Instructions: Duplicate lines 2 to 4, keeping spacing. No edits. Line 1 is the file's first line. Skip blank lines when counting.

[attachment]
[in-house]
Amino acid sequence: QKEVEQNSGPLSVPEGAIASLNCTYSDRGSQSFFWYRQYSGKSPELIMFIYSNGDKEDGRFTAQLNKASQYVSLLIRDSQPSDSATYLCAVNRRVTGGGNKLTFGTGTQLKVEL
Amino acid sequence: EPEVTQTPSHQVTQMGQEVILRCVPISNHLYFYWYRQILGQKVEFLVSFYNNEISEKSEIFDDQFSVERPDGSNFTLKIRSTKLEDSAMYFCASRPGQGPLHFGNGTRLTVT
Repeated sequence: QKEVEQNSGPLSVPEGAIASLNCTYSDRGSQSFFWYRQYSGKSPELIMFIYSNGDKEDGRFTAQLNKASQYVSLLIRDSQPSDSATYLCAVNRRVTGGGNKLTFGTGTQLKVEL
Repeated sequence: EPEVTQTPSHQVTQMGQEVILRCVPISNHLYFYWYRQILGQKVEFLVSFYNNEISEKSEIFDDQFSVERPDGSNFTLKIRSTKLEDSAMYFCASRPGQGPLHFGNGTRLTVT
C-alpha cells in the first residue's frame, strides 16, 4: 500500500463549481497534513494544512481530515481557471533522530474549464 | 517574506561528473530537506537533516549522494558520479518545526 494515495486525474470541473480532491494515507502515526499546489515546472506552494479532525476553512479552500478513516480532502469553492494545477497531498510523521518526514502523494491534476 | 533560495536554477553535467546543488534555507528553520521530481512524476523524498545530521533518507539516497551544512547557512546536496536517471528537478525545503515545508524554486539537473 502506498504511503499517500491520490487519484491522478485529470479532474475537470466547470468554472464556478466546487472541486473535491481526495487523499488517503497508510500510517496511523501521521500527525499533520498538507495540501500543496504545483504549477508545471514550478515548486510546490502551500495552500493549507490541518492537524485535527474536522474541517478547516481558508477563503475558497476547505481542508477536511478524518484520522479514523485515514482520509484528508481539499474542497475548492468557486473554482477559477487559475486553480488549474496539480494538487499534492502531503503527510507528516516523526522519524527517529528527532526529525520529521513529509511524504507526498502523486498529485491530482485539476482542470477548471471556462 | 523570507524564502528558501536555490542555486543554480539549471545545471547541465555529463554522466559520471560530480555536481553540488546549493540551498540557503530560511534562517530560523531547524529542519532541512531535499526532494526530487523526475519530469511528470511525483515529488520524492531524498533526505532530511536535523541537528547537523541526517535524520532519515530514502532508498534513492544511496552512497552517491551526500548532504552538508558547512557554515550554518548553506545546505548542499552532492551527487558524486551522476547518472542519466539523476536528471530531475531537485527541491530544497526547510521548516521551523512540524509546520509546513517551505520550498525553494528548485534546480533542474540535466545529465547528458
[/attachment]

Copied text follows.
Amino acid sequence: QKEVEQNSGPLSVPEGAIASLNCTYSDRGSQSFFWYRQYSGKSPELIMFIYSNGDKEDGRFTAQLNKASQYVSLLIRDSQPSDSATYLCAVNRRVTGGGNKLTFGTGTQLKVEL
Amino acid sequence: EPEVTQTPSHQVTQMGQEVILRCVPISNHLYFYWYRQILGQKVEFLVSFYNNEISEKSEIFDDQFSVERPDGSNFTLKIRSTKLEDSAMYFCASRPGQGPLHFGNGTRLTVT
Repeated sequence: QKEVEQNSGPLSVPEGAIASLNCTYSDRGSQSFFWYRQYSGKSPELIMFIYSNGDKEDGRFTAQLNKASQYVSLLIRDSQPSDSATYLCAVNRRVTGGGNKLTFGTGTQLKVEL